Pickler Memorial Library at Truman is exhibiting the art of printmaking professor Jim Jereb until March 25th. The coffee shop exhibit area, located on the first floor of the library, displays prints that reflect the diversity of techniques Jereb uses in his work.
Jereb has been a professor of art at Truman since August 1990 and oversees the printmaking program. He uses many varied techniques in this show including relief, intaglio, lithography, and serigraphy (silk screening).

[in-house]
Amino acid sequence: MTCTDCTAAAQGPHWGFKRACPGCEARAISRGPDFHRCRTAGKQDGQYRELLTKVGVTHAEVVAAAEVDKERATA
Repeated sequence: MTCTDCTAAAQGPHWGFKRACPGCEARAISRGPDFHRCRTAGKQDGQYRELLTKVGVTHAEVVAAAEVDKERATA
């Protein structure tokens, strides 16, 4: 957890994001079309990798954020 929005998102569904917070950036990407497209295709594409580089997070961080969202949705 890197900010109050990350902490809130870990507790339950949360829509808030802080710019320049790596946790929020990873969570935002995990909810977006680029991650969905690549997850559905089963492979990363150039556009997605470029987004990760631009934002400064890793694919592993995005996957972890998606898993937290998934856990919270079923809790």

Printmaking generally begins with a flat, smooth material known as a matrix. Through the various technical approaches on display, several different substances (zinc or copper metal plates, Bavarian limestone, end-grain maple and polyester sheets, to name a few) are manipulated to create a surface that, when inked, will generate the desired image. Paper is pressed against the hand-inked surface to force the ink into the paper fibers. This physical contact of hand-manipulated materials, supplies, processes and machinery gives creative printmaking its rich densities and evocative imagery.